Yes, we have seen how alliances are formed and pacts signed, how cooperation is generated and collaborations developed, but none of these are considered to be permanent. Even an apparently long-running status of agreement is always threatened by—if not often at the brink of—termination. On one hand, societies are transitory at best and precarious at worst; on the other hand, new societies are spontaneously and continually formed from those previously dissolved. Thus a better theory is that societies come and go, but humanity cannot meaningfully continue without society. In other words, societies cannot die or fade away; they are simply reformulated in a radical sense to suit the interests of their “transformers,”  who may be politically described in terms of the location of power concentration and therefore could be either democratic or autocratic.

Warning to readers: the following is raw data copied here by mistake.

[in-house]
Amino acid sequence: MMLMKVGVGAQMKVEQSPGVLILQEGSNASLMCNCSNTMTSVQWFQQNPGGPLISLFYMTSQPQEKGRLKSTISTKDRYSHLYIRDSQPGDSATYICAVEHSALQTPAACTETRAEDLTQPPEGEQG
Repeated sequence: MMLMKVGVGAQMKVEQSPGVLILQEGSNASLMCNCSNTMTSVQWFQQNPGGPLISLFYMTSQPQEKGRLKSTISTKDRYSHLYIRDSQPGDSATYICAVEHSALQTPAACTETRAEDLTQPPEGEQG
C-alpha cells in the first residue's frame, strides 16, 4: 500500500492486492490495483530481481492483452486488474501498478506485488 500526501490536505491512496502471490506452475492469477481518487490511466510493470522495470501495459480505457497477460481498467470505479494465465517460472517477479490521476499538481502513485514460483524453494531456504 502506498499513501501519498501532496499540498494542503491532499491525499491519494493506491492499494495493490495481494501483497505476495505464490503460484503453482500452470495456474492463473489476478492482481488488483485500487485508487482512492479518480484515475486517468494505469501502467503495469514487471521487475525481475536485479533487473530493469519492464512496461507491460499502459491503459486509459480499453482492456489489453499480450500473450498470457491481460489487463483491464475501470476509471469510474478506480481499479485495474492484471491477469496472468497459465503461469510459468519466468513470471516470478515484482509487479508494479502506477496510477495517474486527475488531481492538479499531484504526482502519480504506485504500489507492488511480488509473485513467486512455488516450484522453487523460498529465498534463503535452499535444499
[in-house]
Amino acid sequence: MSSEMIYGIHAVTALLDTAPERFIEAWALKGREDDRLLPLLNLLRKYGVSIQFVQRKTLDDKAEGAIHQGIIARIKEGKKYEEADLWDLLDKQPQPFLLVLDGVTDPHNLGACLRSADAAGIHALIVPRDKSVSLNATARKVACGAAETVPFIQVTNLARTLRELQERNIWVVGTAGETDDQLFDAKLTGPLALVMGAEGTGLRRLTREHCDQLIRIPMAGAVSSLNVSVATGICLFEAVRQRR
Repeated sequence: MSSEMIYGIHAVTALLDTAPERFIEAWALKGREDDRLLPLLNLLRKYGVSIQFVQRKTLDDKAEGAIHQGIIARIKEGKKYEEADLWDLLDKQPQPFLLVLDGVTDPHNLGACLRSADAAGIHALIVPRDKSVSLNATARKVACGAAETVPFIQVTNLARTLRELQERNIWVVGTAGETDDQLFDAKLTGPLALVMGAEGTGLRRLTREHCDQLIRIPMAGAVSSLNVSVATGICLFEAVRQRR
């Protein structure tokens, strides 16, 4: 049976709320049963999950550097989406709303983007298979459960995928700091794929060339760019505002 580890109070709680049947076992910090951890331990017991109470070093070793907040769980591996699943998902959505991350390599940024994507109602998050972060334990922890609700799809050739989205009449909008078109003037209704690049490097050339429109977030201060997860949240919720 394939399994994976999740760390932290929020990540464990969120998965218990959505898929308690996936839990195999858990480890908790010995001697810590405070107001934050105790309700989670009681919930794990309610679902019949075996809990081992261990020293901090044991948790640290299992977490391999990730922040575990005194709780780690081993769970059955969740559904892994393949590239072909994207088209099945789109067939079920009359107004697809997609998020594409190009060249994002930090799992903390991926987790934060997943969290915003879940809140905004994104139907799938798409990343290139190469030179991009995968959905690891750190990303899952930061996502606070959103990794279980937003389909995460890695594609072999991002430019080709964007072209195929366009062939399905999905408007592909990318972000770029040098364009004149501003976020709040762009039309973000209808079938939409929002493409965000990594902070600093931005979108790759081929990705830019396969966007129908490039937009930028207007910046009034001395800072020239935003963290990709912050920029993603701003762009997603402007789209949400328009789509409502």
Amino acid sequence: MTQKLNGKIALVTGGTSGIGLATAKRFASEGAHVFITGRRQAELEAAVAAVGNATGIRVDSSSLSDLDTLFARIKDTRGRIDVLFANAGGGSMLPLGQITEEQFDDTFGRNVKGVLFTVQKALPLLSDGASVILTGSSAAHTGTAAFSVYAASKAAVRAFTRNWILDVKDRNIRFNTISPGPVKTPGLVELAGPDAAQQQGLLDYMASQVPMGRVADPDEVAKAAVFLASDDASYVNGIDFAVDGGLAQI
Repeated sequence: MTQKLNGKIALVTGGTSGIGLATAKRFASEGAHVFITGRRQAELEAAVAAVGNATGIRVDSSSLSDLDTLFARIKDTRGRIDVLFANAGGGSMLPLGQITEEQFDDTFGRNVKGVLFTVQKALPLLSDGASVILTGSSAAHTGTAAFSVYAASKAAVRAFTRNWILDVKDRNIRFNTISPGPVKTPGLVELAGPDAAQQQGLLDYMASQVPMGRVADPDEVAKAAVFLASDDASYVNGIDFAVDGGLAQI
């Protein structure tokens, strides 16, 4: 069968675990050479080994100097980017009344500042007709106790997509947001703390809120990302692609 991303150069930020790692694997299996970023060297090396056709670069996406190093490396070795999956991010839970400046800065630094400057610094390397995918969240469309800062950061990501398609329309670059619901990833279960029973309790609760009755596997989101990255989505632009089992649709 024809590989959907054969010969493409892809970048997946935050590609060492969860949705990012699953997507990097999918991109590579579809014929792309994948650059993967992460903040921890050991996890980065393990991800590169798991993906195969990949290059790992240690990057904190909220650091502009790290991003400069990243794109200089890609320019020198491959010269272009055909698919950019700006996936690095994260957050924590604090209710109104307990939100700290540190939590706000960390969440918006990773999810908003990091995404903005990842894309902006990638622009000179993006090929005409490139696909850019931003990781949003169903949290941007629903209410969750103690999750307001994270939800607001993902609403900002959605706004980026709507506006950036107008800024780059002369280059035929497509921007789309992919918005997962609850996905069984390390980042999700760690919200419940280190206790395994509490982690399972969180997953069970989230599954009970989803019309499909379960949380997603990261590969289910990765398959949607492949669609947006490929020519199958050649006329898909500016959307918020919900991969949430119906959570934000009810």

Now the question arises: Do we have the society we want? The key factor lies in initially considering who the so-called “transformers” of society are, and this is a political matter. Individual members of a particular society who belong to the “transformer” class are endowed with the power to generate social change and are therefore active participants in the reform and transformation of that society. In an ideally democratic political landscape, the majority of the populace are theoretically those who call the shots and hence constitute the “transformer” class. Even as we think of the varieties of democratic rule (direct or participatory, etc.), the focal point is always the people who are supposed to be the ruling power in a situation of democratic governance: the power brokers, so to speak. A society is shaped and reshaped, formed and transformed by the collective interests of its power brokers. In the context of this theoretical implication, it is therefore assumed that the society people have is the society they want.